“If you’re going to have disagreements, they ought to be over the facts,” said Núñez. “We did not have a hearing, not for one minute, on the facts of this bill. That debate was not about the facts.”
So, who do the speaker and governor think did kill health care? The list of potential culprits range from the California Nurses Association on the left to Blue Cross and tobacco companies, who were trying to protect their economic interests.
And while nobody cited concerns for the insurance industry or tobacco companies in their vote Monday, one of Schwarzenegger’s health care experts, Daniel Zingale, indicated those powerful interests were largely responsible for the bill’s demise. “There’s nothing new about a panel of legislators voting down health care reform under intense lobbying from special interests — tobacco, Blue Cross, whoever else was active over there,” Zingale said. “That’s familiar.”
“The coalition against this bill was clear across the political spectrum,” said Mark Ridley-Thomas, the lone senator to vote for the bill in the Health Committee on Monday.
Schwarzenegger led a formal wake for his health care proposal at a Capitol news conference this week. But as stakeholders and interest groups lick their wounds after the Senate defeat, many are already trying to figure out what’s next.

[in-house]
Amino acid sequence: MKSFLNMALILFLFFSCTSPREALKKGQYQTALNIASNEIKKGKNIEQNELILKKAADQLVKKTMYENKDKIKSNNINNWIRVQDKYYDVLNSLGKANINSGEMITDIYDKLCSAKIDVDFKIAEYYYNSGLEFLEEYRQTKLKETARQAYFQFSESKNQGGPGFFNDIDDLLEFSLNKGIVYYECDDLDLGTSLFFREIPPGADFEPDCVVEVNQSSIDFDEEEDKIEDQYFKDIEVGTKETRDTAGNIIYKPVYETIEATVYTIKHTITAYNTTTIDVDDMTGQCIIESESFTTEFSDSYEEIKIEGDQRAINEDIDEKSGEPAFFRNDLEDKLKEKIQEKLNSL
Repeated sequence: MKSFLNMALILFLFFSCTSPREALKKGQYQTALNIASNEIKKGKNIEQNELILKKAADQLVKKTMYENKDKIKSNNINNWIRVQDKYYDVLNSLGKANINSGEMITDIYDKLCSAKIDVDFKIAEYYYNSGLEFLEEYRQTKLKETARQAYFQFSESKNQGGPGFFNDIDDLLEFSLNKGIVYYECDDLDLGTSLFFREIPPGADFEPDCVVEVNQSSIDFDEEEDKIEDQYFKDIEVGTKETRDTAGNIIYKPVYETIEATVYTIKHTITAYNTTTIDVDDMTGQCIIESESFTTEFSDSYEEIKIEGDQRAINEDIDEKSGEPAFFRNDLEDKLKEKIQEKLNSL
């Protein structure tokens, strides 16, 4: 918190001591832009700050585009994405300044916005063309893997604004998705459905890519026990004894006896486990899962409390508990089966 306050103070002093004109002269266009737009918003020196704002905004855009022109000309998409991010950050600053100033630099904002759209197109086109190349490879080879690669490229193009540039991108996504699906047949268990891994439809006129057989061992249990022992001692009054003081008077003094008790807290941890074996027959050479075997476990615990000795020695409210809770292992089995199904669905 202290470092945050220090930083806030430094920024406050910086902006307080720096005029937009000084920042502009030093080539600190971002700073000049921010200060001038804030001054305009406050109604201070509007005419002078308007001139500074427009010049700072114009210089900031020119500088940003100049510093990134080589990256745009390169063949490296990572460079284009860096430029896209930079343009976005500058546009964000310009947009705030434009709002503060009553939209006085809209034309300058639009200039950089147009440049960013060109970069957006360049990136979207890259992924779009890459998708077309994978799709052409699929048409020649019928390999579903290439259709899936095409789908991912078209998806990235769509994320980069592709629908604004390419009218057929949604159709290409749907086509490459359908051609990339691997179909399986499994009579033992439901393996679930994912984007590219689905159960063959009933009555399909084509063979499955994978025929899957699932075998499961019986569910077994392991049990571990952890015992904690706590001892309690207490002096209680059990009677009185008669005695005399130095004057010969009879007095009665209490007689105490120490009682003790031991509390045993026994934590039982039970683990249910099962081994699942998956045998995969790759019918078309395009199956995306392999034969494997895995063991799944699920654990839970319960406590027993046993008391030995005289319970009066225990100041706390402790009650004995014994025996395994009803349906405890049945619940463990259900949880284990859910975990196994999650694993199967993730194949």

Schwarzenegger lamented the failure of Perata to seize “this golden opportunity” to put a health care proposal before voters in November. Health care reform has a poor track record with California voters. But backers of the bill were optimistic that a contested presidential election with a motivated Democratic Party base provided a once-in-a-generation opportunity to get a health care deal approved by voters.
“It’s pretty obvious why we all felt November was so important,” said Zingale.
Schwarzenegger said he had not had time to sit down with Núñez and other health care leaders to discuss a strategy. And, he noted, Perata “has not even called me” to discuss how to proceed from here.